Genesis 39-40

There are a lot of characters in Joseph’s story, even just these two short chapters of his story. There is Potiphar, a high-ranking Egyptian official, who saw Joseph’s success and placed him in charge of all that he had. Then there is Potiphar’s wife, who noticed Joseph for other reasons. Her actions led to the introduction of a third character–the keeper of the prison where Joseph was wrongly held. Then there are Joseph’s fellow prisoners–the king’s cupbearer and baker–who Pharaoh angrily sent to serve alongside Joseph in the house of the captain of the guard in the prison. With God’s help, Joseph interpreted dreams for each of them. Sadly for the baker, Joseph’s interpretation was correct. Sadly for Joseph, the “cupbearer did not remember Joseph, but forgot him” (40:22).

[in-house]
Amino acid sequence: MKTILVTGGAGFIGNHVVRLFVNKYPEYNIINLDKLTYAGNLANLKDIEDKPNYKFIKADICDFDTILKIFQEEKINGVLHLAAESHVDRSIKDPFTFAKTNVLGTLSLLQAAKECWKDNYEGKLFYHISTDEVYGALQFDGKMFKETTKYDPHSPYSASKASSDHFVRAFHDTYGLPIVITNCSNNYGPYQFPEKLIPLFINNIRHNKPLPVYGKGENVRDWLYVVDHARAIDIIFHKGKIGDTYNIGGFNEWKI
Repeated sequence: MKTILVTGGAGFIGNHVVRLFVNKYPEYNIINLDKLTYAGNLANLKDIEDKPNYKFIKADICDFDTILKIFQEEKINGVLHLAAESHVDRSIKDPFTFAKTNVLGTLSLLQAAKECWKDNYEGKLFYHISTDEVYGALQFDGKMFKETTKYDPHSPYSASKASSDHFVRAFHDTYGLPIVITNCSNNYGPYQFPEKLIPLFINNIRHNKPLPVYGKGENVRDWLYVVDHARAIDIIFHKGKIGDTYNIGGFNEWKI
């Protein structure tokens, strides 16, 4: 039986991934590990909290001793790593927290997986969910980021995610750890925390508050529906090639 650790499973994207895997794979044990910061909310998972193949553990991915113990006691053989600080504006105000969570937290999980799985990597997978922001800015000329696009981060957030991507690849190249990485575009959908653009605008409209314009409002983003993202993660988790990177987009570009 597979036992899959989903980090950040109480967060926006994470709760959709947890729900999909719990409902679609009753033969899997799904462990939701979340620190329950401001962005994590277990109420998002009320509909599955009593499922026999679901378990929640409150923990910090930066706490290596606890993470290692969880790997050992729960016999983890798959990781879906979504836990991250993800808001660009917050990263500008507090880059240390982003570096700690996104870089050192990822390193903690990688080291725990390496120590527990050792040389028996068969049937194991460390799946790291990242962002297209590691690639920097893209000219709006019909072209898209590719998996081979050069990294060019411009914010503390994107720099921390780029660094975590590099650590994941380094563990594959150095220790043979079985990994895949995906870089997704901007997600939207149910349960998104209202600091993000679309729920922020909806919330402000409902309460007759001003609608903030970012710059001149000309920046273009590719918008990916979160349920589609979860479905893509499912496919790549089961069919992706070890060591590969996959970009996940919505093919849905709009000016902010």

There are a lot of lives that intersect with Joseph’s in the course of these chapters. The circumstances differ dramatically, but in the final analysis, they’re all a lot like the cupbearer: they did not remember Joseph, but forgot him. This cast of characters offers a stunning contrast with the central character in Joseph’s story (surprise: it isn’t Joseph). It wasn’t just Joseph who was present for each of these encounters. “The Lord was with Joseph” (v. 2). It was God’s presence and “steadfast love” that caused Joseph to find favor with Potiphar and the keeper of the prison. It was God upon whom Joseph relied to interpret the dreams of the cupbearer and the baker. A lot of people came and went. A lot of events came to pass. God was with Joseph. His love was steadfast. That reality was the one constant in Joseph’s life, and it remains today. Lamentations 3:22 tell us, “The steadfast love of the LORD never ceases; his mercies never come to an end.” Like Joseph, our hope is in the Lord.

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